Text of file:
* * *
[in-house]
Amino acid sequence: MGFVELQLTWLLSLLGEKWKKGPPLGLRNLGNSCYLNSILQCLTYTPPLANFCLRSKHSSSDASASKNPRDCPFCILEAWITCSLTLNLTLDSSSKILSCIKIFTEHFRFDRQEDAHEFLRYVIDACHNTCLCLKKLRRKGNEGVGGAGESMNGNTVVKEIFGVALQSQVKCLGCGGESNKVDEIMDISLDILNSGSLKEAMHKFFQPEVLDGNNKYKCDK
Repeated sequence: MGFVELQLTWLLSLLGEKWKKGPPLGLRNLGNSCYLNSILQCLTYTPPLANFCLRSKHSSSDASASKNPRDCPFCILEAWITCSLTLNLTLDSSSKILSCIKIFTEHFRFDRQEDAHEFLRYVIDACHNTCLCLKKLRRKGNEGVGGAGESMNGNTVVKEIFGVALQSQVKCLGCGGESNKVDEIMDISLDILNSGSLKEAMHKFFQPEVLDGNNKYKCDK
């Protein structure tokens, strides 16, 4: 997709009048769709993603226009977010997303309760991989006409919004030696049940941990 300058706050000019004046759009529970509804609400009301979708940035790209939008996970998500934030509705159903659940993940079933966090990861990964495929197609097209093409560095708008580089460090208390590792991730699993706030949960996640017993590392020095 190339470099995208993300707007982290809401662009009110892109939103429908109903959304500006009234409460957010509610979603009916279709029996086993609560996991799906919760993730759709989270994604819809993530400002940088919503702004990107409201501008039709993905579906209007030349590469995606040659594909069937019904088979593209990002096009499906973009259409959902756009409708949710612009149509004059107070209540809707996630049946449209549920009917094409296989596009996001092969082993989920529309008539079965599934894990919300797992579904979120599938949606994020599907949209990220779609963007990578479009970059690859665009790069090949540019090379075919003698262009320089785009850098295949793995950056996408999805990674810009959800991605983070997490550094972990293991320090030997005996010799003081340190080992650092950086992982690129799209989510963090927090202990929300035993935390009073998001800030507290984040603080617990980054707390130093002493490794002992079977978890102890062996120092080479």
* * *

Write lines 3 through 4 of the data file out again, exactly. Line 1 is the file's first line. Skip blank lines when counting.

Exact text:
Repeated sequence: MGFVELQLTWLLSLLGEKWKKGPPLGLRNLGNSCYLNSILQCLTYTPPLANFCLRSKHSSSDASASKNPRDCPFCILEAWITCSLTLNLTLDSSSKILSCIKIFTEHFRFDRQEDAHEFLRYVIDACHNTCLCLKKLRRKGNEGVGGAGESMNGNTVVKEIFGVALQSQVKCLGCGGESNKVDEIMDISLDILNSGSLKEAMHKFFQPEVLDGNNKYKCDK
């Protein structure tokens, strides 16, 4: 997709009048769709993603226009977010997303309760991989006409919004030696049940941990 300058706050000019004046759009529970509804609400009301979708940035790209939008996970998500934030509705159903659940993940079933966090990861990964495929197609097209093409560095708008580089460090208390590792991730699993706030949960996640017993590392020095 190339470099995208993300707007982290809401662009009110892109939103429908109903959304500006009234409460957010509610979603009916279709029996086993609560996991799906919760993730759709989270994604819809993530400002940088919503702004990107409201501008039709993905579906209007030349590469995606040659594909069937019904088979593209990002096009499906973009259409959902756009409708949710612009149509004059107070209540809707996630049946449209549920009917094409296989596009996001092969082993989920529309008539079965599934894990919300797992579904979120599938949606994020599907949209990220779609963007990578479009970059690859665009790069090949540019090379075919003698262009320089785009850098295949793995950056996408999805990674810009959800991605983070997490550094972990293991320090030997005996010799003081340190080992650092950086992982690129799209989510963090927090202990929300035993935390009073998001800030507290984040603080617990980054707390130093002493490794002992079977978890102890062996120092080479």